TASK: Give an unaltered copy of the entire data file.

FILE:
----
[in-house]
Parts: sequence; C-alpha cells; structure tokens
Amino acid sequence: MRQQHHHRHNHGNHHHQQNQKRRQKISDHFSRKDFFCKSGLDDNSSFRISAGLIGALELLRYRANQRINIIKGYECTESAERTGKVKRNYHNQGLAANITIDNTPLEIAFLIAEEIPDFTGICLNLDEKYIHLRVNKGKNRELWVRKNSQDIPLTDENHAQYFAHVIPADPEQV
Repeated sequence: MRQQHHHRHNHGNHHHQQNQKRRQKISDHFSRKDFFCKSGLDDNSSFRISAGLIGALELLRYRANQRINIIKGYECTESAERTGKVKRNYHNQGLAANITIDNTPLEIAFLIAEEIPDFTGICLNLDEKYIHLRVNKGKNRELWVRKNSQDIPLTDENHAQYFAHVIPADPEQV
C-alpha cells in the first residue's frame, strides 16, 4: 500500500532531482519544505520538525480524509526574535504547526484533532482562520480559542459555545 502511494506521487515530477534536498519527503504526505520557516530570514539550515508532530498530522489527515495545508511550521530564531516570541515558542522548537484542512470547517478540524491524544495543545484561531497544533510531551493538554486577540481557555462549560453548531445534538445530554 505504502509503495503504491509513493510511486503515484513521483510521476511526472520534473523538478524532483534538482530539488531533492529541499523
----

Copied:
[in-house]
Parts: sequence; C-alpha cells; structure tokens
Amino acid sequence: MRQQHHHRHNHGNHHHQQNQKRRQKISDHFSRKDFFCKSGLDDNSSFRISAGLIGALELLRYRANQRINIIKGYECTESAERTGKVKRNYHNQGLAANITIDNTPLEIAFLIAEEIPDFTGICLNLDEKYIHLRVNKGKNRELWVRKNSQDIPLTDENHAQYFAHVIPADPEQV
Repeated sequence: MRQQHHHRHNHGNHHHQQNQKRRQKISDHFSRKDFFCKSGLDDNSSFRISAGLIGALELLRYRANQRINIIKGYECTESAERTGKVKRNYHNQGLAANITIDNTPLEIAFLIAEEIPDFTGICLNLDEKYIHLRVNKGKNRELWVRKNSQDIPLTDENHAQYFAHVIPADPEQV
C-alpha cells in the first residue's frame, strides 16, 4: 500500500532531482519544505520538525480524509526574535504547526484533532482562520480559542459555545 502511494506521487515530477534536498519527503504526505520557516530570514539550515508532530498530522489527515495545508511550521530564531516570541515558542522548537484542512470547517478540524491524544495543545484561531497544533510531551493538554486577540481557555462549560453548531445534538445530554 505504502509503495503504491509513493510511486503515484513521483510521476511526472520534473523538478524532483534538482530539488531533492529541499523